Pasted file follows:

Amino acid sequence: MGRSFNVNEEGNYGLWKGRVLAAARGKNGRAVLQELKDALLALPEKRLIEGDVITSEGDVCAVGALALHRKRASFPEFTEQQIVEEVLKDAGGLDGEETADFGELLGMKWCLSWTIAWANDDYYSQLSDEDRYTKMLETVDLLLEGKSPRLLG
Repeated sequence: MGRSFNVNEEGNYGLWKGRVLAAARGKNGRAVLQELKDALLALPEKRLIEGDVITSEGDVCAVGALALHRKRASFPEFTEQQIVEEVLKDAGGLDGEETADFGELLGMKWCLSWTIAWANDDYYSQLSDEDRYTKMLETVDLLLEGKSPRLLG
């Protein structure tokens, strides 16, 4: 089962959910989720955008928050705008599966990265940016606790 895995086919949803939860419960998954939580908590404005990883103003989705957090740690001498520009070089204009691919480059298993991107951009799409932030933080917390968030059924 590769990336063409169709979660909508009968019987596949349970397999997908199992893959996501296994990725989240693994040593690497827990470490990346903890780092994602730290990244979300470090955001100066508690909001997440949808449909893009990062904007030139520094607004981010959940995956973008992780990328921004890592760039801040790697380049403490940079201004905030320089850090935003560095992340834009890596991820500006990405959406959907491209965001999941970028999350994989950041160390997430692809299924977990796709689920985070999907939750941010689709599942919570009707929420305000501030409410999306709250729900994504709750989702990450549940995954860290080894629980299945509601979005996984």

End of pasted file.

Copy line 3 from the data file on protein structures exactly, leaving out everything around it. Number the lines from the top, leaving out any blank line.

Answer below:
């Protein structure tokens, strides 16, 4: 089962959910989720955008928050705008599966990265940016606790 895995086919949803939860419960998954939580908590404005990883103003989705957090740690001498520009070089204009691919480059298993991107951009799409932030933080917390968030059924 590769990336063409169709979660909508009968019987596949349970397999997908199992893959996501296994990725989240693994040593690497827990470490990346903890780092994602730290990244979300470090955001100066508690909001997440949808449909893009990062904007030139520094607004981010959940995956973008992780990328921004890592760039801040790697380049403490940079201004905030320089850090935003560095992340834009890596991820500006990405959406959907491209965001999941970028999350994989950041160390997430692809299924977990796709689920985070999907939750941010689709599942919570009707929420305000501030409410999306709250729900994504709750989702990450549940995954860290080894629980299945509601979005996984």